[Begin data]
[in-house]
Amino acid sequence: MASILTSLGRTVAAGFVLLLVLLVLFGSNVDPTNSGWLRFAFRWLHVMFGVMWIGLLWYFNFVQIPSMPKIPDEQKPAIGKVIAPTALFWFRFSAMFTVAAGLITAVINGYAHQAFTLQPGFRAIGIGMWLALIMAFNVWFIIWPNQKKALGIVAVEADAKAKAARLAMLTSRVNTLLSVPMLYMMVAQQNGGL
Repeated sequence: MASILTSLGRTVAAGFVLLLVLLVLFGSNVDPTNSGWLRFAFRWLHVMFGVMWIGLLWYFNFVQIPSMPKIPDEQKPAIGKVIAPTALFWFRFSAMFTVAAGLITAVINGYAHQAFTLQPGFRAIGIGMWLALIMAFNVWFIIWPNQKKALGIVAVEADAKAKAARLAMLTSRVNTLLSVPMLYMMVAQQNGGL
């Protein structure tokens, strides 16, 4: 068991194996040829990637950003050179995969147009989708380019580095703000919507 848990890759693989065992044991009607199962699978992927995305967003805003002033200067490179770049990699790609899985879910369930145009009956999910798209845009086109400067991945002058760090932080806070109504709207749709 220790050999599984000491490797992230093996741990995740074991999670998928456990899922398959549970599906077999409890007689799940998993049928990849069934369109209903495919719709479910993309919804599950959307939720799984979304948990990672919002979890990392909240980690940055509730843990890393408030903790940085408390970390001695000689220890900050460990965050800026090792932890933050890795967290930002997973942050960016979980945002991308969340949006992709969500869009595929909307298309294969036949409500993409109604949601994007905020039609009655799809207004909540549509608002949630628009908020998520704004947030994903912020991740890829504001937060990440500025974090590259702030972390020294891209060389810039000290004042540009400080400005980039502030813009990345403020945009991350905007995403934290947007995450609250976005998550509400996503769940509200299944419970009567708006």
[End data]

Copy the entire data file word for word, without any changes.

[in-house]
Amino acid sequence: MASILTSLGRTVAAGFVLLLVLLVLFGSNVDPTNSGWLRFAFRWLHVMFGVMWIGLLWYFNFVQIPSMPKIPDEQKPAIGKVIAPTALFWFRFSAMFTVAAGLITAVINGYAHQAFTLQPGFRAIGIGMWLALIMAFNVWFIIWPNQKKALGIVAVEADAKAKAARLAMLTSRVNTLLSVPMLYMMVAQQNGGL
Repeated sequence: MASILTSLGRTVAAGFVLLLVLLVLFGSNVDPTNSGWLRFAFRWLHVMFGVMWIGLLWYFNFVQIPSMPKIPDEQKPAIGKVIAPTALFWFRFSAMFTVAAGLITAVINGYAHQAFTLQPGFRAIGIGMWLALIMAFNVWFIIWPNQKKALGIVAVEADAKAKAARLAMLTSRVNTLLSVPMLYMMVAQQNGGL
């Protein structure tokens, strides 16, 4: 068991194996040829990637950003050179995969147009989708380019580095703000919507 848990890759693989065992044991009607199962699978992927995305967003805003002033200067490179770049990699790609899985879910369930145009009956999910798209845009086109400067991945002058760090932080806070109504709207749709 220790050999599984000491490797992230093996741990995740074991999670998928456990899922398959549970599906077999409890007689799940998993049928990849069934369109209903495919719709479910993309919804599950959307939720799984979304948990990672919002979890990392909240980690940055509730843990890393408030903790940085408390970390001695000689220890900050460990965050800026090792932890933050890795967290930002997973942050960016979980945002991308969340949006992709969500869009595929909307298309294969036949409500993409109604949601994007905020039609009655799809207004909540549509608002949630628009908020998520704004947030994903912020991740890829504001937060990440500025974090590259702030972390020294891209060389810039000290004042540009400080400005980039502030813009990345403020945009991350905007995403934290947007995450609250976005998550509400996503769940509200299944419970009567708006």